Since the start of the COVID-19 pandemic in early 2020, concern has been growing about maintaining proper staffing levels at hospitals and other healthcare facilities to assure appropriate patient care. As more virulent variants of the virus now surge, nurses, in particular, have proven difficult to attract and retain. This has placed the stability of the entire American healthcare system at risk.

Faced with a lack of nursing staff, hospitals have been forced to reduce the number of beds available, including closing whole wings. Emergency rooms are overrun because there are no available beds within the hospitals to transfer patients who need added care and states where infections are particularly bad have resorted to utilizing the national guard to assist as hospitals struggle with staffing shortages. In short, the healthcare industry is trying to cope with difficult conditions that are unprecedented.

Against the backdrop of this public health crisis, certain labor organizations, including some nurse’s unions, are taking measures that could exacerbate this crisis. The largest nurses’ union in the United States, for example, National Nurses United (NNU), refuses to acknowledge that a nursing shortage even exists. They have staged protests at hospitals and have stirred up discontent across the country in recent months, demanding better hours and improved pay.

While no one disagrees that nurses must be fairly compensated for their work, continued pressure from these efforts could put the viability of our healthcare facilities as well as patient safety in jeopardy. The reality is protesting hospitals will not help solve these unprecedented issues. The facts also do not bear out the union’s allegations.

Governmental data has found that the need for registered nurses is expected to grow by 12 percent from 2018-2028 compared to an average of 7 percent across all occupations. A diminished supply of nurses and those that are electing to undergo career transition have raised serious concerns that there will not be enough nurses to meet all of the future demand. Despite this difficult period, however, hospitals have intensified their efforts to attract and retain needed nursing staff by continuing to increase salaries and offering signing bonuses, more flexible hours, and additional benefits.

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Although NNU claims the pay their members receive is inadequate, pay increases for nurses have far outpaced that of most other professions and the job security provided by this in-demand occupation will continue to increase.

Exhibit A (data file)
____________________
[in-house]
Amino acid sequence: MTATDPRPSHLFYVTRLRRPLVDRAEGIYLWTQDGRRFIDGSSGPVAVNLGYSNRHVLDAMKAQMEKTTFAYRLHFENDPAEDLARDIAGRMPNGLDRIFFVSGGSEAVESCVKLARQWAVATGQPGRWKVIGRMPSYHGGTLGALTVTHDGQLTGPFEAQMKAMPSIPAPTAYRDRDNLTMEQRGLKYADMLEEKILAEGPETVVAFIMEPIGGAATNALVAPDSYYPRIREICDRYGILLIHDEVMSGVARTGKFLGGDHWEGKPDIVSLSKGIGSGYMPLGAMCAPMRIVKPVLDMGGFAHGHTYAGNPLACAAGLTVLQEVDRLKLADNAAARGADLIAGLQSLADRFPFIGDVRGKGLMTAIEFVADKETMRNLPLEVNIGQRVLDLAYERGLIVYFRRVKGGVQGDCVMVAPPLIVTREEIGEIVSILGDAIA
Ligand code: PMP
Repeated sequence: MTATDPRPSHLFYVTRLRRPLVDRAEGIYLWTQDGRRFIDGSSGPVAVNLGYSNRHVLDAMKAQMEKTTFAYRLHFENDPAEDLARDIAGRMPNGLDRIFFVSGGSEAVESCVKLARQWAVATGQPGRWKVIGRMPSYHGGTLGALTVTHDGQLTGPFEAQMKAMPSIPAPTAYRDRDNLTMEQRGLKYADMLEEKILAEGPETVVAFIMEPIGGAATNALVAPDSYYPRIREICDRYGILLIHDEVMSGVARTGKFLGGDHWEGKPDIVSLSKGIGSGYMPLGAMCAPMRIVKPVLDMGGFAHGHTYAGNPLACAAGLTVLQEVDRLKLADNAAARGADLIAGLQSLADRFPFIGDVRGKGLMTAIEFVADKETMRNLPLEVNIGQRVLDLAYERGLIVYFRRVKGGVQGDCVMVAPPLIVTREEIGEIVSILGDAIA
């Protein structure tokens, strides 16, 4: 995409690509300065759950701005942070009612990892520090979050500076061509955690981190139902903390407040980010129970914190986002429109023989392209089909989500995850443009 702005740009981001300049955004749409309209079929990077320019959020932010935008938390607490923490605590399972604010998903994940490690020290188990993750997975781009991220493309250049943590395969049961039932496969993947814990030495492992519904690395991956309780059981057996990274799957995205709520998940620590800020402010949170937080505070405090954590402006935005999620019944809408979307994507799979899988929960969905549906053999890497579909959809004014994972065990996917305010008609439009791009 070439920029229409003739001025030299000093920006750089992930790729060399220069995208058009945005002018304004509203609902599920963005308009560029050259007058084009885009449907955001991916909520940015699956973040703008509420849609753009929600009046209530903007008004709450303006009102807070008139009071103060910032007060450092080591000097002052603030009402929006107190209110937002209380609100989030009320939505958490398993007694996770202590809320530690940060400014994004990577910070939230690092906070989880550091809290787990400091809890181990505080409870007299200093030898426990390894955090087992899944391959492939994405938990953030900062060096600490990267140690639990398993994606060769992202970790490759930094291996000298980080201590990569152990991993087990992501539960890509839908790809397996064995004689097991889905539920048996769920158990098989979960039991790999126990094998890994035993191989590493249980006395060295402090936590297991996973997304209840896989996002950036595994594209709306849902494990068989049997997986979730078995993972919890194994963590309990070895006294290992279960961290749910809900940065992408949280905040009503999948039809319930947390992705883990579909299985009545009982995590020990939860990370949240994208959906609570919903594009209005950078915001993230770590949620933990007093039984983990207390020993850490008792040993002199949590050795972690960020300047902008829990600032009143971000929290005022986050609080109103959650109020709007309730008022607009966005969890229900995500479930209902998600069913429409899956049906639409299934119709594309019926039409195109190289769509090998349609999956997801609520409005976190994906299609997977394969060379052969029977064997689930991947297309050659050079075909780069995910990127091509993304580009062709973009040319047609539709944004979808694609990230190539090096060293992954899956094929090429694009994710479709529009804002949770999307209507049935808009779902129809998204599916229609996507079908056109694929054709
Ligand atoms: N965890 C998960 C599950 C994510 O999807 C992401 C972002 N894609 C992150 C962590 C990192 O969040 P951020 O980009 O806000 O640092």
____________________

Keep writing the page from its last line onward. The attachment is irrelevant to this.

The Bureau of Labor Statistics (BLS) reported a 2020 median annual salary for RNs of $75,330 with an annual increase of 3.9 percent, one of the highest annual increases in a profession. Nurses with advanced degrees such as nurse practitioners earn even more. According to BLS the median nurse practitioner salary is $114,510.

These salary figures which do not include bonuses, employment benefits and other income enhancements demonstrate how competitive pay in this field has become.

Working conditions have also been a hot-button issue. While there is no denying the unprecedented levels of burnout healthcare workers are suffering from, healthcare facilities are doing all they can to meet the needs of their staff. Hospitals continue to strive to offer nurses a work-life balance by offering flexible work schedules and U.S. News & World Report consistently ranks several nursing professions among the 100 Best Jobs in the country. Despite arguments to the contrary, nurses find tremendous satisfaction in their profession. An American Nurse Journal survey found 85 percent of nurses said they would become a nurse again even though they have been contending with the pandemic.

Nurses are a vital part of our country’s medical system and national surveys show that the public views nursing as one of the most trusted and respected professions. They deserve our honor and respect every day, and especially during these challenging times.

But given the strain our healthcare system faces treating COVID-19 patients who need extended hospital care, unions representing these healthcare heroes should find ways to better serve their members. Working collaboratively with hospitals to address staffing needs, as opposed to disrupting hospitals with picket lines and protests, would be a good start as the latter will not improve outcomes for patients nor healthcare workers. Ending this pandemic once and for all will be an all-hands-on-deck effort, but we can overcome this obstacle if we work together.

Vickie Yates Brown Glisson is the former Kentucky Secretary of the Cabinet for Health and Family Services and a nationally recognized health lawyer. She wrote this for